Macroscopic causes behind more than half of ACL revisions
SAN DIEGO After a review of the largest cohort of revision anterior cruciate ligament surgery from a single institution currently available in the literature, investigators from the Harvard Sports Medicine Service at Massachusetts General Hospital in Boston, M.A. have found macroscopic causes for graft failure in more than half of the revisions analyzed.
It was noted, however, that inappropriate tunnel placement was also identified in most patients and also may be related to graft failure.
Amon T. Ferry, MD, presented his groups findings at the 2011 Specialty Day of the American Orthopaedic Society for Sports Medicine.
Ferry and his team identified 173 patients who underwent revision ACL reconstruction between 1999 and 2009. Twenty of these patients, it was reported in the abstract, had previous revision ACL surgery and were excluded. The team obtained data on the remaining 153 patients. According to Ferry, this cohort displayed an average time from primary to revision ACL reconstruction of 6.5 years and an average age of 32.6 years at the time of revision.
We performed revision ACL reconstruction via an endoscopic, single-incision technique, Ferry said. This technique was used in 90.8% of patients, with the graft fixation occurring through sole utilization of an interference screw method in 96.1% of patients.
According to Ferry, bone-patellar tendon-bone (BPTB) autograft was used at the time of primary ACL reconstruction 49.2% of the time, with hamstring autograft being used 23.1% of the time and allograft being used 27.7% of the time. During revision, BPTB allograft was used 79.1% of the time, BPTB autograft was used 19.6% of the time and hamstring allograft was used 1.3% of the time.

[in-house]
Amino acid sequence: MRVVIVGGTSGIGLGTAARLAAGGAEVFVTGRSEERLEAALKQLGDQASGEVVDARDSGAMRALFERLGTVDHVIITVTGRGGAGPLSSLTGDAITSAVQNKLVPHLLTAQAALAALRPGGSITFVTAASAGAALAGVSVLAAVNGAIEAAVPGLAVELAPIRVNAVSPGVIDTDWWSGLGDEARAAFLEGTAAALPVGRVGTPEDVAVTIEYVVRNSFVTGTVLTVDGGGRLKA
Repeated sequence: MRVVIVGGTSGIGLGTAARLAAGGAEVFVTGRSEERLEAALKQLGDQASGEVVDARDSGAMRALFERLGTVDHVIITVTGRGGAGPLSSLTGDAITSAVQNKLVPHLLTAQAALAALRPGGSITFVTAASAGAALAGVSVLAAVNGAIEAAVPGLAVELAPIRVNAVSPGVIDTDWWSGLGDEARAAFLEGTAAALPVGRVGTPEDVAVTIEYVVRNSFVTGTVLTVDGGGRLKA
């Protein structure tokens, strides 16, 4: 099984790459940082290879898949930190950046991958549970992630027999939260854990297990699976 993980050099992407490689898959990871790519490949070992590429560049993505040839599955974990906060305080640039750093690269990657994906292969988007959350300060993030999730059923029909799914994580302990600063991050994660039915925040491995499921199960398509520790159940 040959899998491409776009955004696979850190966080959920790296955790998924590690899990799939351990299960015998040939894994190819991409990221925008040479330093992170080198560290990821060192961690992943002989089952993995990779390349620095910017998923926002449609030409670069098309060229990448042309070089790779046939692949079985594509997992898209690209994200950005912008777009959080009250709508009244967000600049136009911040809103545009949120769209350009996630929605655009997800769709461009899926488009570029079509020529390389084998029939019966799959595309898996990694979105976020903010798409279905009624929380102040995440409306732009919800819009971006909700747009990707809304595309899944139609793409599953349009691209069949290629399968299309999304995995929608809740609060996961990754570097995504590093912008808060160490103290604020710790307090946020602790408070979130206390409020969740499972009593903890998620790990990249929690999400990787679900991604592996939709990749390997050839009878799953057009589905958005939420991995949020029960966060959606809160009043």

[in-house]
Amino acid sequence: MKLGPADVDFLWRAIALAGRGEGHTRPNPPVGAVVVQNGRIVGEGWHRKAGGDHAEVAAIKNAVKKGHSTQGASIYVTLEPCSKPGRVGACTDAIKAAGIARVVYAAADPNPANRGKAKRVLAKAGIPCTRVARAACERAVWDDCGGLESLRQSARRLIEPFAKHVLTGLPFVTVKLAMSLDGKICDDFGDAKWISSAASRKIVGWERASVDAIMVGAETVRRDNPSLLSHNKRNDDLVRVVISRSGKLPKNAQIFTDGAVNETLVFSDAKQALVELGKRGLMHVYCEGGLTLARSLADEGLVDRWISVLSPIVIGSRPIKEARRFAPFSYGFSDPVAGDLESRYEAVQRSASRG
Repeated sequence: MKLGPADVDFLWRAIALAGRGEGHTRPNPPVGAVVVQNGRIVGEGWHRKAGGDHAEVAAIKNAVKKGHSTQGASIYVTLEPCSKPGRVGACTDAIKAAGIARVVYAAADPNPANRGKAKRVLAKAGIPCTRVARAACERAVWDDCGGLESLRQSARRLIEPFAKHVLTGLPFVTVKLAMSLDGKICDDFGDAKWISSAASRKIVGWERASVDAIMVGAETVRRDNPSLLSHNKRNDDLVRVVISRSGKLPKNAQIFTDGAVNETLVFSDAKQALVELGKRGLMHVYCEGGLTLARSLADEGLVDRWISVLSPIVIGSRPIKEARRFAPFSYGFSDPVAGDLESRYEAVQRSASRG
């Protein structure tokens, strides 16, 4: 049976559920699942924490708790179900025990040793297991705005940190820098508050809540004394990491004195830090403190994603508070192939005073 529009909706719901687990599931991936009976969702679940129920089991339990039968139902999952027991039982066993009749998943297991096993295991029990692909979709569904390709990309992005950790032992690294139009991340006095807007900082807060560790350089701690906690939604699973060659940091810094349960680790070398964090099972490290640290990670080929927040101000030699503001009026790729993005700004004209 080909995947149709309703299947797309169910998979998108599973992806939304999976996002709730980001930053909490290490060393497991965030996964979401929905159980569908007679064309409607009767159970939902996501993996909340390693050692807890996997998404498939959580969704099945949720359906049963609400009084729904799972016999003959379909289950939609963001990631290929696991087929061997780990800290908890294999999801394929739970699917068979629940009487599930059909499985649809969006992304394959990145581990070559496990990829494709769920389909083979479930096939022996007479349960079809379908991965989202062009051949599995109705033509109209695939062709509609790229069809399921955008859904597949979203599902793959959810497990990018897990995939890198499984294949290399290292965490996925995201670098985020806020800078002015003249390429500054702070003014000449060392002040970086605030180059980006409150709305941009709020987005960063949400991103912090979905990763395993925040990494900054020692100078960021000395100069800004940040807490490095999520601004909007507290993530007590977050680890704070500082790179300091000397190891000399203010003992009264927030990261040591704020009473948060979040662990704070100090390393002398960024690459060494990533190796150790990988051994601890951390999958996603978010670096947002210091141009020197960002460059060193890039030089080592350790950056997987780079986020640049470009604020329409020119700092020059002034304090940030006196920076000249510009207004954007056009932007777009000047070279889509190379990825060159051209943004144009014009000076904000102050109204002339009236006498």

Macrotraumatic events were associated with knee instability in 59.3% of cases, Ferry said. At the time of revision surgery, 62.7% of patients displayed evidence of meniscal injury with 74.5% displaying significant chondral damage. Around 68.6% of patients displayed a completely disrupted graft, with 7.2% displaying a partially torn graft and 22.2% displaying a graft that was intact but attenuated.
Three patients had a competent graft sacrificed because of nonanatomic tunnel placement and arthrofibrosis. Patients with tibial revision and femoral revision represented 65.4% and 80.5% of the cohort, respectively, and 87.6% of these patients underwent tunnel revision.
Avoid non-anatomic tunnels
Ferry said the authors believe appropriately-placed tunnels are capable of being reused, however, non-anatomic tunnels will be encountered and must be bypassed entirely. Allograft or bone substitute can be used in tunnel widening, and although an interference screw could be used to achieve adequate fixation surgeons should be aware that additional tibial fixation could be necessary.
This study contributes to the body of literature the largest cohort for revision ACL reconstruction from a single location, Ferry concluded. We found that nonanatomic tunnels are often encountered, might be predictors of graft failure, and when found should not be reused. by Robert Press
- Ferry AT, Van de Velde S, Li G, et al. Revision anterior cruciate ligament reconstruction: A review of 153 cases. Paper #9554. Presented at the 2011 Specialty Day of the American Orthopaedic Society of Sports Medicine. Feb. 19. San Diego.
- Amon T. Ferry, MD, can be reached at Valley Orthopedics, 9250 N 3rd Street #2030, Phoenix, AZ 85020; 623-882-1292; email: firstname.lastname@example.org.
- Disclosure: The authors have no relevant financial disclosures.